Readers’ wildlife photos

As I’m now in Chicago, the readers’ wildlife photos will now resume, and I have all that were sent me earlier. But do send me more, as I can always use them.

Today we have contributions from four readers. The first is from Bruce Lyon, who, though a professor of ornithology/evolutionary biology, also photographed last night’s blood moon, which was not only reddish and close to the earth, but underwent a total lunar eclipse in parts of the world, including the UK. Bruce’s photos and comment:

You sometimes post images of interesting moon events. Tonights blood moon was pretty spectacular in Santa Cruz. A couple of trophies are attached.

Michael Glenister weighs in with a view of the blood moon from Vancouver, B.C.:

Stephen Barnard sent photos of his bald eagle Desi (Haliaeetus leucocephalus), who nests yearly on Stephen’s Idaho ranch with his eagle wife Lucy:

Desi being harassed by a Red-tailed hawk (Buteo jamaicensis), and another of him taking off.

And a lovely hummingbird photographed by reader Ken in East Mesa, Arizona:

Southwest sunset: Costa’s hummingbird (Calypte costae):


  1. Mark Sturtevant
    Posted January 21, 2019 at 8:42 am | Permalink

    Beautiful! I saw the blood moon late last night. It was a rare moment to have clear skies.

  2. Andrea Kenner
    Posted January 21, 2019 at 9:06 am | Permalink

    Wow! A beautiful group of photos!

  3. ThyroidPlanet
    Posted January 21, 2019 at 9:13 am | Permalink

    When my eyes reached the takeoff photo WOW! So intense! The blue background behind the … how do you say the feathers are spread out… I can sense the direction and energy in the bird.Excellent photo, and excellent all around of course!

    The moon was exceptionally bright last night but the fresh snow I thought was contributing to the illusion…

  4. Bruce Lyon
    Posted January 21, 2019 at 10:02 am | Permalink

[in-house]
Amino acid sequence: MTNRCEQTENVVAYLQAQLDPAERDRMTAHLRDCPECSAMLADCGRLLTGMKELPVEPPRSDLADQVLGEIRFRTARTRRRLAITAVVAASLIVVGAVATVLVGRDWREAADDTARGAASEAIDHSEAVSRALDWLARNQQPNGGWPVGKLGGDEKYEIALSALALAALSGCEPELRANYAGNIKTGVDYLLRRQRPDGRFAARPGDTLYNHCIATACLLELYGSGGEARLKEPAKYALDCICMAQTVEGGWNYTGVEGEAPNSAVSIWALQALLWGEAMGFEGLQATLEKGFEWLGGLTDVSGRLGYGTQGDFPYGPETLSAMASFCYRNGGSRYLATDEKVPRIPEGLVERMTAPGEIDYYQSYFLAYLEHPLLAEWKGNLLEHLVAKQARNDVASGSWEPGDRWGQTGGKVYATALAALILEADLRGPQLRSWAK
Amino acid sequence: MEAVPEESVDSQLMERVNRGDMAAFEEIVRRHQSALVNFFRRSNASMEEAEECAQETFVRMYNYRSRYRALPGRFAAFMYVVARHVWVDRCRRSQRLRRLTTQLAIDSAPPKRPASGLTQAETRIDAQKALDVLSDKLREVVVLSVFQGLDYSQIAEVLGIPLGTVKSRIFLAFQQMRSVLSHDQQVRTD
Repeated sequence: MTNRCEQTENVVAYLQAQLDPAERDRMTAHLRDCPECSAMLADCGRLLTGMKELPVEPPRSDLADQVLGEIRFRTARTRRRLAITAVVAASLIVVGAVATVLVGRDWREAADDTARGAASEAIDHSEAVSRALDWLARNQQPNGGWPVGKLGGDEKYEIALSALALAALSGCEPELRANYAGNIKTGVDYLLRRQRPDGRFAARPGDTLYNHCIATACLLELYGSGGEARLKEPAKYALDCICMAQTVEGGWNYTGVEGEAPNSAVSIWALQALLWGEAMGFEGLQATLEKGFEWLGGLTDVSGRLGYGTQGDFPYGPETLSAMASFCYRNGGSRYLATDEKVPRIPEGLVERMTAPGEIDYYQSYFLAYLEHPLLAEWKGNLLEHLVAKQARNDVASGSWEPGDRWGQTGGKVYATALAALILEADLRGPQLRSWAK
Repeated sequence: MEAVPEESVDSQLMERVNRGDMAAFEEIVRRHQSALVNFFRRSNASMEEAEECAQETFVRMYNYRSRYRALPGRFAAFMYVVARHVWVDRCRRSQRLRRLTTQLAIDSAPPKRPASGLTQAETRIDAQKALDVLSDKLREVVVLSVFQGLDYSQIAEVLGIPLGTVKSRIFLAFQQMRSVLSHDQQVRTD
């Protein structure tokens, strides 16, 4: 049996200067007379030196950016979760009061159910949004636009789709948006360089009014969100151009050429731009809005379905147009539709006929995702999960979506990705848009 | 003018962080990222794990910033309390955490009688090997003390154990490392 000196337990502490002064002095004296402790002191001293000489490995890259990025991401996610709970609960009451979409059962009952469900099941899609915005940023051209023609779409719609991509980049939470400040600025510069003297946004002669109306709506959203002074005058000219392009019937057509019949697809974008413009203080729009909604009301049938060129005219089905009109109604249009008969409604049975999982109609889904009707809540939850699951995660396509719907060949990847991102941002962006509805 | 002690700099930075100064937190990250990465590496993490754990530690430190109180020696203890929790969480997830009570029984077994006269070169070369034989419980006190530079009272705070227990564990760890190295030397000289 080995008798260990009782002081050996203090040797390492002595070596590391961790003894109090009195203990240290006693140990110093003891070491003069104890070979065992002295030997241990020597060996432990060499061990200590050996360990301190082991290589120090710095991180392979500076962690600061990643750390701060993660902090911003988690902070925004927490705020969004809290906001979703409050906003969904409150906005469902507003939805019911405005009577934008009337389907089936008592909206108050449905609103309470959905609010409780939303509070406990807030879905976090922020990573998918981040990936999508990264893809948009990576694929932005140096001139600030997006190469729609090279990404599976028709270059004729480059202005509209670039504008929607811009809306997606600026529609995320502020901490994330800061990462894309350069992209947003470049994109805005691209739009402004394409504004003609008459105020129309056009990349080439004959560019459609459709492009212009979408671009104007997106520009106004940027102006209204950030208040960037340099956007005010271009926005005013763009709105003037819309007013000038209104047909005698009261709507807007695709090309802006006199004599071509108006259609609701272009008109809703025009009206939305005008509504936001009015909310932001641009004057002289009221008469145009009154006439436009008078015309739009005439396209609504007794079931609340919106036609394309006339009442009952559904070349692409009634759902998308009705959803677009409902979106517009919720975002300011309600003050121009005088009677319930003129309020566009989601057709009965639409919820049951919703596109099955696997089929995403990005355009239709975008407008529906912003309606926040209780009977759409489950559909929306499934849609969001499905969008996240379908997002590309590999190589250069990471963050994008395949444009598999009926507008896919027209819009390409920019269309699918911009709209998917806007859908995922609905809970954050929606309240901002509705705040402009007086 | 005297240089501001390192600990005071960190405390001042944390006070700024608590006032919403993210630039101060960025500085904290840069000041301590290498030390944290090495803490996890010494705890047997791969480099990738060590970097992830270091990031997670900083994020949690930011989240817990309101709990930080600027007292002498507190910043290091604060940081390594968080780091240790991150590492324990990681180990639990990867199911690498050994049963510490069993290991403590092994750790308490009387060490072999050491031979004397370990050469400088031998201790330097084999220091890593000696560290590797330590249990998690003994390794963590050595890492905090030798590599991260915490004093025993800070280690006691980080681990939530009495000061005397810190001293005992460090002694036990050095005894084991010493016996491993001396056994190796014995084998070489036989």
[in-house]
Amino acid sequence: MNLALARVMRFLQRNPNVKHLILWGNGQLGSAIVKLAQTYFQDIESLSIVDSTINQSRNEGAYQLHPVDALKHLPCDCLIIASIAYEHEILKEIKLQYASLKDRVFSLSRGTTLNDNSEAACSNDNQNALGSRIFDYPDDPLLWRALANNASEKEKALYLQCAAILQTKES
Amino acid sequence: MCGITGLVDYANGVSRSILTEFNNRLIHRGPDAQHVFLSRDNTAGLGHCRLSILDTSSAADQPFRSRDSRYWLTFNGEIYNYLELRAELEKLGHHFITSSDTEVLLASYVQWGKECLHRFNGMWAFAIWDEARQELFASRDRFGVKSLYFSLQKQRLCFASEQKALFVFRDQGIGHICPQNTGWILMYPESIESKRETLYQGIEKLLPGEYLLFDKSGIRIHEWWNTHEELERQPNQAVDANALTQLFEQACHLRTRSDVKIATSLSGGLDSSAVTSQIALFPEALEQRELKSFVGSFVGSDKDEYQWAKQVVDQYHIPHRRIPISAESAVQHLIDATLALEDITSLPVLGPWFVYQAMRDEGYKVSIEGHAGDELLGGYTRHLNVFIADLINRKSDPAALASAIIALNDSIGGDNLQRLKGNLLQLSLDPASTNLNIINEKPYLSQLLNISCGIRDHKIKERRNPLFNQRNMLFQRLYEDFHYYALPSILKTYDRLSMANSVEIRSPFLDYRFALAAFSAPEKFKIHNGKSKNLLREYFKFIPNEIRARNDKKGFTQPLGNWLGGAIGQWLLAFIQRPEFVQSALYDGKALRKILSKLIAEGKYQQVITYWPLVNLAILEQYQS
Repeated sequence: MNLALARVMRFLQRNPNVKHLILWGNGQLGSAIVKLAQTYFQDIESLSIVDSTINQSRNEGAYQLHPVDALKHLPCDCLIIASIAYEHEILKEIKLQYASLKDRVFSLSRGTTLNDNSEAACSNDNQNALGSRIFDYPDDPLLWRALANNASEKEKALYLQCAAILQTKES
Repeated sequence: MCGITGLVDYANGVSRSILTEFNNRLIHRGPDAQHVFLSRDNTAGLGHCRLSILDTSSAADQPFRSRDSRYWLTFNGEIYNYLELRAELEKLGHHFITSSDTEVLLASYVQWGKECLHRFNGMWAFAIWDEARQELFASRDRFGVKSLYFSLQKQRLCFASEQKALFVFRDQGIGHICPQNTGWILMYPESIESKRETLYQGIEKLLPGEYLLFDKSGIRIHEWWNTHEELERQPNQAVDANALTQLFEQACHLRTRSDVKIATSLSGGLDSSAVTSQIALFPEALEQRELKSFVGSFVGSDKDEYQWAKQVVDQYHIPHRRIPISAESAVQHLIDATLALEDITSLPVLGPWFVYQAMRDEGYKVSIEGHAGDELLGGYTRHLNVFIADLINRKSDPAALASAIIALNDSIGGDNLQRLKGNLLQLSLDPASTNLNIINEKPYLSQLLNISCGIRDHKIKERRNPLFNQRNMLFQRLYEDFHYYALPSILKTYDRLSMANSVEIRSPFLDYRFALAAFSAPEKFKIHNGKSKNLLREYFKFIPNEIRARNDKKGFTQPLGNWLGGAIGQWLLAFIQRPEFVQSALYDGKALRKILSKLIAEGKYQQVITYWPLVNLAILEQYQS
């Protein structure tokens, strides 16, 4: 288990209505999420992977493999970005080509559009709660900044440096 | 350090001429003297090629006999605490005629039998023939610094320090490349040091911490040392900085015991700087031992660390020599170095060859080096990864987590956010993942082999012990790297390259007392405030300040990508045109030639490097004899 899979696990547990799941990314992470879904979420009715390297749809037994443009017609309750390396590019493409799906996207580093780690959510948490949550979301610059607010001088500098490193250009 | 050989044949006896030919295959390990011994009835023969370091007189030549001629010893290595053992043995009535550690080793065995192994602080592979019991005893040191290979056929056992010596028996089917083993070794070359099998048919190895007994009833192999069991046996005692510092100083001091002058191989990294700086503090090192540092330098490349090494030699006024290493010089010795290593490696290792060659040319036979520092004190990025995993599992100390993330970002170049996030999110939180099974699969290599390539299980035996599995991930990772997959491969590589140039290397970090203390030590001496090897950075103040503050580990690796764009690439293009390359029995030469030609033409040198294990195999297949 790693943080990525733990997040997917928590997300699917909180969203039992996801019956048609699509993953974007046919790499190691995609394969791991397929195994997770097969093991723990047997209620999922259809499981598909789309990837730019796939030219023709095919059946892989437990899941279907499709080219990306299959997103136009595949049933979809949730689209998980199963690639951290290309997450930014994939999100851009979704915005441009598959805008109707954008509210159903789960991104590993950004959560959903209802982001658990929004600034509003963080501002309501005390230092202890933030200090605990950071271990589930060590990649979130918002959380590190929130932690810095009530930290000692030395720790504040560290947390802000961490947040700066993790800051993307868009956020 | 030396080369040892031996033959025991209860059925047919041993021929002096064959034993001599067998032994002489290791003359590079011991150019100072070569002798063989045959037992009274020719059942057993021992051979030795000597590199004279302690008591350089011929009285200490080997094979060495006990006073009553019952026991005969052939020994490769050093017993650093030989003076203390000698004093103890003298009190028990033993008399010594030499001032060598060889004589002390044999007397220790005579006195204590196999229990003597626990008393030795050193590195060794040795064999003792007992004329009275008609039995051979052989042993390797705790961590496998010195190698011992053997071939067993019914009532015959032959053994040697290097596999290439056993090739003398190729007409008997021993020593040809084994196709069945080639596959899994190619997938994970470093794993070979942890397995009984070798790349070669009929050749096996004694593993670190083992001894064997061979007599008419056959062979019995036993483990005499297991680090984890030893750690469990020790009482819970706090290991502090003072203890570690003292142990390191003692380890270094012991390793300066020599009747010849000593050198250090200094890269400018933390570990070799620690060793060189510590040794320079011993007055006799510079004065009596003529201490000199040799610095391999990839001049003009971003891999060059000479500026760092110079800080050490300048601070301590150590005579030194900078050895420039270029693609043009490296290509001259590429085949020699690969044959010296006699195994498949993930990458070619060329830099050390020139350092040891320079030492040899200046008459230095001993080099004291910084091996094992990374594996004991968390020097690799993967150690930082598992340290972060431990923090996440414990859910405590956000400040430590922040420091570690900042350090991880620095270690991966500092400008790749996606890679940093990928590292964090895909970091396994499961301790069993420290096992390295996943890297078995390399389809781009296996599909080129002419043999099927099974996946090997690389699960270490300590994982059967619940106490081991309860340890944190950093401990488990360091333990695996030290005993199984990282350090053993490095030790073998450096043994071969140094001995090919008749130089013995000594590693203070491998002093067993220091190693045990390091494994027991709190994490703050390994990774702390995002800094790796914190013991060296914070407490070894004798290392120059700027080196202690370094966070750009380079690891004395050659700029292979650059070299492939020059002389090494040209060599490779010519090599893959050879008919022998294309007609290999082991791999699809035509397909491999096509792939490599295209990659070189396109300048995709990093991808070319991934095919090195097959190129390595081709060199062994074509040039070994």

Jerry thought readers might be interested in the details of how I photographed the moon. I do not have a telescope but my 500mm Canon lense, combined with a 1.4 teleconverter (1.4 magnification) makes for the equivalent of a 700mm lens, or a 14 magnification setup, not too far from a telescope. I used a tripod, a cable release and locked the mirror up to reduce camera shake. I used a camera with a full frame sensor (Canon 6D) so no additional cropping). My 7D body has a sensor that crops the image to give a 1.6 magnification. So with that set up when I shoot birds I get a 22 times magnification—just like shooting through a scope and almost like cheating. But I pay a price and often get a sore back lugging the damn equipment around.

    • rickflick
      Posted January 21, 2019 at 11:08 am | Permalink

      Excellent results. Only partly clear here so I only got a quick look and did not photograph the event.
      The weight of equipment is one reason I’m shooting with micro four thirds now. Panasonic GH5s. Another win is the flexible display which you can orient in many directions so I can shoot low to the ground without having to crawl. With my aging back that’s a real advantage. 😎

      • Diana MacPherson
        Posted January 21, 2019 at 11:17 am | Permalink

        I took all my photos before the full eclipse because I didn’t want to use a tripod (the moon was dark enough that a longer exposure was needed that would make things blurry if hand holding, especially with my 300mm prime lens) as it was late at night when I should be sleeping and -20C outside so I just wanted to be quick.

      • Posted January 21, 2019 at 2:10 pm | Permalink

        In my experience, the electronic viewfinder and the autofocus capabilities of the micro four thirds (MFT) format are big negatives compared to Bruce’s Canon kit, especially for action shots like birds in flight. (I have the same lens and extender, and also a GH4). The MFT format is great for almost all photography and for video, and I’ll take the GH4 on trips where wildlife photography isn’t the priority. (BTW, I have the Leica 100-400 zoom for the GH4 and I’m not happy with the sharpness at 400 (800mm equivalent).)

        • rickflick
          Posted January 21, 2019 at 8:55 pm | Permalink

          You’re probably right about the weakness of the electric viewfinder. My GH5s has an improved autofucus and it’s designed for video more than stills. There may be a software download from Panasonic for the GH4 that might help.
          The Lumix lens isn’t the best, but it’s fairly cheap.

          • Posted January 21, 2019 at 11:23 pm | Permalink

            They’re superb for video — far better than the full-frame DSLRs IMO.

  5. Jenny Haniver
    Posted January 21, 2019 at 2:01 pm | Permalink

    I second three other remarks: Beautiful! Wow! WOW!

  6. Mark R.
    Posted January 21, 2019 at 2:25 pm | Permalink

    Glad to have RWP back. Nice batch to boot!

  7. Posted January 21, 2019 at 5:41 pm | Permalink

    These are all wonderful… thanks!

  8. Posted January 22, 2019 at 12:30 am | Permalink

    The last hummingbird looks great! Those purple fleshy things are a frill used to woo females, if my memory serves.


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